Atomoxetine is a selective norepinephrine reuptake inhibitor indicated for the treatment of attention-deficit/hyperactivity disorder. Atomoxetine metabolism is mediated by CYP2D6 and CYP2C19. This study aimed to investigate the effect of the CYP2C19 genetic polymorphism on the pharmacokinetics of atomoxetine and its metabolites, 4-hydroxyatomoxetine and N-desmethylatomoxetine. A single 40-mg oral dose of atomoxetine was administered to 40 subjects with different CYP2C19 genotypes (all participants carried the CYP2D6*1/*10 genotype). Concentrations of atomoxetine and its metabolites were analyzed using high-performance liquid chromatography with tandem mass spectrometry in plasma samples that were collected up to 24 hours after drug intake. For atomoxetine, the CYP2C19 poor metabolizer (PM) group showed significantly increased maximum plasma concentration and AUC0−∞ (area under the plasma concentration-time curve from 0 to infinity) and decreased apparent oral clearance compared with samples of the CYP2C19 extensive metabolizer (EM) and intermediate metabolizer (IM) groups (P < 0.001 for all). The half-life of atomoxetine in the CYP2C19PM group was also significantly longer than in the other genotype groups (P < 0.01 for CYP2C19EM and P < 0.05 for CYP2C19IM groups). The maximum plasma concentration and AUC0−∞ of 4-hydroxyatomoxetine were significantly higher in the CYP2C19PM group compared with those in the CYP2C19EM and IM groups (P < 0.001 for CYP2C19EM and P < 0.05 for CYP2C19IM, respectively), whereas the corresponding values for N-desmethylatomoxetine in the CYP2C19PM group were significantly lower than those in the 2 genotype groups (P < 0.001 for both genotype groups). These results suggest that the genetic polymorphisms of CYP2C19 significantly affect the pharmacokinetics of atomoxetine.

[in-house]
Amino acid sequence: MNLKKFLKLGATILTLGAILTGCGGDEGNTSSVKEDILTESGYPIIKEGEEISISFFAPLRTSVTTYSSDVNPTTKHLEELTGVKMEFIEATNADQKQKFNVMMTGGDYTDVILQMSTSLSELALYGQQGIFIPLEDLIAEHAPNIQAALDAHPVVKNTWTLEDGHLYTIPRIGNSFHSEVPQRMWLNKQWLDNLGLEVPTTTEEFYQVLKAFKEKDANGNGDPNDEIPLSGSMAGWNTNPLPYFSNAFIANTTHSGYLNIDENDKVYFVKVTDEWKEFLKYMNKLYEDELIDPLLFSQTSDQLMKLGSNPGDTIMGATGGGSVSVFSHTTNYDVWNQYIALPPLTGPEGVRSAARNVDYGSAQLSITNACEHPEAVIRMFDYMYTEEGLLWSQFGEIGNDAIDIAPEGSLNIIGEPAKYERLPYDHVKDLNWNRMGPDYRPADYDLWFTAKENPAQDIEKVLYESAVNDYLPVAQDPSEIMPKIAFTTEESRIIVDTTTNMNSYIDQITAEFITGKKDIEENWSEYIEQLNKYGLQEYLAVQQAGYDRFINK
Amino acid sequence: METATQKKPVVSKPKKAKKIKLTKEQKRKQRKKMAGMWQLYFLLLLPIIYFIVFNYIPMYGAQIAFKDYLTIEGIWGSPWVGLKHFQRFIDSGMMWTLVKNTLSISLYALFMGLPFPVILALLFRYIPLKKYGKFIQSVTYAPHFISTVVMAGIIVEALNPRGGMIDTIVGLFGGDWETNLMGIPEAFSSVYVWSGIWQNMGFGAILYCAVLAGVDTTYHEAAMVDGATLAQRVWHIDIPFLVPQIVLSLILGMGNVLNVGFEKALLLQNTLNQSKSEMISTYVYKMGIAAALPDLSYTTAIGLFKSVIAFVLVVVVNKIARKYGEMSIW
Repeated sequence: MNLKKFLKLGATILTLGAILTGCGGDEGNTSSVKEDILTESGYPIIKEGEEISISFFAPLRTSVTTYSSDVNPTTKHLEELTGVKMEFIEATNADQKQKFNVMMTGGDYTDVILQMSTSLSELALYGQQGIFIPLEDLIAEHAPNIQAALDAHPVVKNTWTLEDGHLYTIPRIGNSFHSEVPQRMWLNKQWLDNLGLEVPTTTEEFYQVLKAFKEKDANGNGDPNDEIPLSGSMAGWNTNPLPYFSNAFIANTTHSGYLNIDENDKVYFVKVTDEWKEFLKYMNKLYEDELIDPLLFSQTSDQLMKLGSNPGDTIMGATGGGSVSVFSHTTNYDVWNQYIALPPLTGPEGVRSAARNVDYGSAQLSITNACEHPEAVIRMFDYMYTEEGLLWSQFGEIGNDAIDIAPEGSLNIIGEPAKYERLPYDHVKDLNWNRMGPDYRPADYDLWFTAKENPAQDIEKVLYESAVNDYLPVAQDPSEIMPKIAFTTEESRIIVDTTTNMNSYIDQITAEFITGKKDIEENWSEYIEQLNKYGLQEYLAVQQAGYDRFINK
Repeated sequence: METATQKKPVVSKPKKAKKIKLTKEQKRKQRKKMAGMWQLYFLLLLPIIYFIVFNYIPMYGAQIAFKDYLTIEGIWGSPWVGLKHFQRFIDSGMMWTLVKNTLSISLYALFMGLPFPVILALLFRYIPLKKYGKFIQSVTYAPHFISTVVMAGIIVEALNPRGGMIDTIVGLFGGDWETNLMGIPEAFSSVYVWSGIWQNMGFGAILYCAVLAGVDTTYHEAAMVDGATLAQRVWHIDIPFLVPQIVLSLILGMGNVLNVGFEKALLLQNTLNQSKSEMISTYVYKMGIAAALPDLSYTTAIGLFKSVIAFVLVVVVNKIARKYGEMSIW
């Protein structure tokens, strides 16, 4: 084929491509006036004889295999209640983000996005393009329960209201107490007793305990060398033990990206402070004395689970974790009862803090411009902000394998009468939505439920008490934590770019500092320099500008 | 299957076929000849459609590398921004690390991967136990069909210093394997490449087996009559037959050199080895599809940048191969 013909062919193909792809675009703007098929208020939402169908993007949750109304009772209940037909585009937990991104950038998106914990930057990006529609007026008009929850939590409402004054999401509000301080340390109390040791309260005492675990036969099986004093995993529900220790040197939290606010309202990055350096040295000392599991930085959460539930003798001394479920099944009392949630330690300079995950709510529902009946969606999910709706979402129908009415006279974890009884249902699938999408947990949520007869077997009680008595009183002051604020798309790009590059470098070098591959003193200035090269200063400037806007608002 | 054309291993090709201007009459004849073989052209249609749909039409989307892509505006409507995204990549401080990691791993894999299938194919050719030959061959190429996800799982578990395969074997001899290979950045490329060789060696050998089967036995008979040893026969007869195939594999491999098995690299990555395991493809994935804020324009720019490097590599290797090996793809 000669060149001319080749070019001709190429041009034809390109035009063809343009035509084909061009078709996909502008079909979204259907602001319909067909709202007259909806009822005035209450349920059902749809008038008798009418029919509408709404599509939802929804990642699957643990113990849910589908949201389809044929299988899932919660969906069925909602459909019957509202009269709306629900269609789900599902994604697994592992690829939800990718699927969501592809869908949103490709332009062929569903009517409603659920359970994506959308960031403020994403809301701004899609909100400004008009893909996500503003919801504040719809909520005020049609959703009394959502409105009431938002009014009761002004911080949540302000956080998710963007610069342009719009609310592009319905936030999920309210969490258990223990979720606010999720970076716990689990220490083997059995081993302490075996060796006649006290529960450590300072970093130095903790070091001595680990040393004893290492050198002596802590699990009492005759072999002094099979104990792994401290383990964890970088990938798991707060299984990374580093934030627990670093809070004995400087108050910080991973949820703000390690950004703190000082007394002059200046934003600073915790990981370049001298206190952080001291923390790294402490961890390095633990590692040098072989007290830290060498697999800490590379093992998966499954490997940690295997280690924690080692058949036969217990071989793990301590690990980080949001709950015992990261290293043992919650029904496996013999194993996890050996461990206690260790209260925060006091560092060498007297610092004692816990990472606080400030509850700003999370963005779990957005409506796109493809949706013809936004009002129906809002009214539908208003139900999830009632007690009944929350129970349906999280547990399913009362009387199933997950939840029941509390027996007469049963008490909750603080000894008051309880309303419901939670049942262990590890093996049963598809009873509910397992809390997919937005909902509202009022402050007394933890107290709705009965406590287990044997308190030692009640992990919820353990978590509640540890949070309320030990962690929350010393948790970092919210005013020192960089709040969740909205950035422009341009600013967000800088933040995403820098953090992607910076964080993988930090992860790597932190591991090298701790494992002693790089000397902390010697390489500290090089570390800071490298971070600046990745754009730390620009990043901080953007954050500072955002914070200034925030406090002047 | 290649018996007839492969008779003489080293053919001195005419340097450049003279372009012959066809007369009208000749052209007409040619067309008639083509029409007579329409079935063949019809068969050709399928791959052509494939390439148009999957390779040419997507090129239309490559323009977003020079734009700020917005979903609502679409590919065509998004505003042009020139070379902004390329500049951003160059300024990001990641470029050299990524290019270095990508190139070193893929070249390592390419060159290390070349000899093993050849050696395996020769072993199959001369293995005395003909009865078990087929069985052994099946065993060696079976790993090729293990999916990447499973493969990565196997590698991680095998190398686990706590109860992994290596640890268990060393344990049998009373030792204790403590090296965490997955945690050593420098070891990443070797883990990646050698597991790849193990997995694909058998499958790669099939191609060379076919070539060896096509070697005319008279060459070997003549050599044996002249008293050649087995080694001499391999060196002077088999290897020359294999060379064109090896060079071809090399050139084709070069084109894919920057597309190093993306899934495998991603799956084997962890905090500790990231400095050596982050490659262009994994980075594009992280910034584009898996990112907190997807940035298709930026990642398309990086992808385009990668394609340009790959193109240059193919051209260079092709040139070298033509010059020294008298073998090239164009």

From the *School of Pharmacy, Sungkyunkwan University, Suwon; †College of Pharmacy, Keimyung University, Daegu; and ‡College of Pharmacy, Dankook University, Cheonan, Republic of Korea.
Received September 15, 2012; accepted after revision April 3, 2013.
Reprints: Seok-Yong Lee, PhD, School of Pharmacy, Sungkyunkwan University, Chunchun-dong, Jangan-gu, Suwon, 440-746, Republic of Korea (e-mail: email@example.com).
C.-I.C. and J.-W.B. contributed equally to this study.
This study was supported by a grant (13182KFDA708) from the Korea Food & Drug Administration and a Postdoctoral Research Program of Sungkyunkwan University (2012).